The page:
Susceptibility of greater sage-grouse to experimental infection with West Nile virus.

@article{Clark2006SusceptibilityOG,
  title={Susceptibility of greater sage-grouse to experimental infection with West Nile virus.},
  author={Larry James Clark and Jeffrey Scott Hall and Robert Mclean and Michael J. Dunbar and K. F. Klenk and Richard Strong Bowen and Cynthia A. Smeraski},
  journal={Journal of wildlife diseases},
  year={2006},
  volume={42 1},
  pages={
          14-22
        }
}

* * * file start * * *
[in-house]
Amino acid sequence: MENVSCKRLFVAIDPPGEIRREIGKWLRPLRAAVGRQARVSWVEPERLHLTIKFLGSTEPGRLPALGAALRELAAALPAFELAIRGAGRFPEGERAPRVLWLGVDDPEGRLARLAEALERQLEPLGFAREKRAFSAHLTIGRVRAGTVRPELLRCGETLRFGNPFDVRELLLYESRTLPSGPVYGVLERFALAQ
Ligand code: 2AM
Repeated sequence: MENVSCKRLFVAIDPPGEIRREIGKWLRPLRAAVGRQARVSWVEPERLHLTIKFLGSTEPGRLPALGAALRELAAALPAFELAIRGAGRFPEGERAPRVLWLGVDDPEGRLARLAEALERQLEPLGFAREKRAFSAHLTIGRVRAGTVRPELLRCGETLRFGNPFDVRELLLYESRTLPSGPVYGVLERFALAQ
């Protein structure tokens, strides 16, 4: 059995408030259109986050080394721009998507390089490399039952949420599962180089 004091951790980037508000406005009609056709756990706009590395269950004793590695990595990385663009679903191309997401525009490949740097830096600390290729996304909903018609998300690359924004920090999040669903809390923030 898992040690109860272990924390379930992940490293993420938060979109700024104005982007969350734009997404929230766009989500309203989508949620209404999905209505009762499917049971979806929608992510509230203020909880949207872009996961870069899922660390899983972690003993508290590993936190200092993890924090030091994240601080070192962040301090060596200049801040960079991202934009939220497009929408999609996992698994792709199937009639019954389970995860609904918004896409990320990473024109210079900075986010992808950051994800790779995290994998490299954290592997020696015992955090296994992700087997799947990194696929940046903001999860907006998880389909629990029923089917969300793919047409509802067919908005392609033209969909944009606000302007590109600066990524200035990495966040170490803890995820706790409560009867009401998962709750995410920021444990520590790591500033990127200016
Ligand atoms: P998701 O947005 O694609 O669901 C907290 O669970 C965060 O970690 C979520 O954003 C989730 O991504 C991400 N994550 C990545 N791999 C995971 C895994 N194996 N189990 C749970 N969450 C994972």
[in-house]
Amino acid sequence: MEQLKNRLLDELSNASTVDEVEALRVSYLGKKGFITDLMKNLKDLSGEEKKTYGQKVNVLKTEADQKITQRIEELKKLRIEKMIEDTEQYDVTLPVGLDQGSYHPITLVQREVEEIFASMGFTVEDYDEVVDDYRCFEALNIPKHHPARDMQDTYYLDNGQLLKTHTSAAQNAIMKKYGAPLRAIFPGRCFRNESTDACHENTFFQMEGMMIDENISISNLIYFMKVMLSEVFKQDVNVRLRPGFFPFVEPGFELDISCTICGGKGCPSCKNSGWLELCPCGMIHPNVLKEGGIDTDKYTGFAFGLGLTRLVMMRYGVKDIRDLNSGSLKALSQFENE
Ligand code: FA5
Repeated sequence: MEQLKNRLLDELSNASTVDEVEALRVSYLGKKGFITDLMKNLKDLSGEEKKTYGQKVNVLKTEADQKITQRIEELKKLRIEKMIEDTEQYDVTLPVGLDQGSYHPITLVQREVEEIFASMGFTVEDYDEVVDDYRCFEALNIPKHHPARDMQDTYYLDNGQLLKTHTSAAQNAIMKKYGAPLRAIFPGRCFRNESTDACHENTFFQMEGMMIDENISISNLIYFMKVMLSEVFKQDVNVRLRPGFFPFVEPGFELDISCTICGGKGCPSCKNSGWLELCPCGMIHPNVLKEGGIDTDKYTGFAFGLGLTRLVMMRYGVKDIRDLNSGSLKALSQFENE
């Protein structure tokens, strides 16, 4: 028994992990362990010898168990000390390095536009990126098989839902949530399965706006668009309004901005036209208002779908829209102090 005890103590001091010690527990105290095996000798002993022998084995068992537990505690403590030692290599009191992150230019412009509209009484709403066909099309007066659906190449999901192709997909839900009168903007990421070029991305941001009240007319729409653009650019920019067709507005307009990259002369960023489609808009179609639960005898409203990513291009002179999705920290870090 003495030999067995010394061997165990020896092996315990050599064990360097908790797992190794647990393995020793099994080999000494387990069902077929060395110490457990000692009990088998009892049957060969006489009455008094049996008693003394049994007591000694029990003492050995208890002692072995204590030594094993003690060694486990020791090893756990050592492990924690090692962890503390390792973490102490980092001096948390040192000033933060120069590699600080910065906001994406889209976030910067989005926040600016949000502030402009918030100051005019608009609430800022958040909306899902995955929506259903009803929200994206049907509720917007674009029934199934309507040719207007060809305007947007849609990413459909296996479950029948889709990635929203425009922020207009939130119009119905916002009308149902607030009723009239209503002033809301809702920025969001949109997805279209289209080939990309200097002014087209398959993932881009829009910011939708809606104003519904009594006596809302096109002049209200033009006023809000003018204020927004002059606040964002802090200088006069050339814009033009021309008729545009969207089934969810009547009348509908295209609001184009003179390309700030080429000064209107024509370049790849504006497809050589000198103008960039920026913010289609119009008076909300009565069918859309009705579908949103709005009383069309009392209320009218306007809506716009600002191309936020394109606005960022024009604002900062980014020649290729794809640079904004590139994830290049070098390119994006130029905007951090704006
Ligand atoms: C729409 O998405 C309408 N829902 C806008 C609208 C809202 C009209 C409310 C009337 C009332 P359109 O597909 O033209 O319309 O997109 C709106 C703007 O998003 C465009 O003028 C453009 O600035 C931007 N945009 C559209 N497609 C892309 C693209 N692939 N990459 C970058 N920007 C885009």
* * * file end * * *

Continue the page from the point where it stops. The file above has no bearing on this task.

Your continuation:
Populations of greater sage-grouse (Centrocercus urophasianus) have declined 45-80% in North America since 1950. Although much of this decline has been attributed to habitat loss, recent field studies have indicated that West Nile virus (WNV) has had a significant negative impact on local populations of grouse. We confirm the susceptibility of greater sage-grouse to WNV infection in laboratory experimental studies. Grouse were challenged by subcutaneous injection of WNV (10(3.2) plaque-forming… CONTINUE READING
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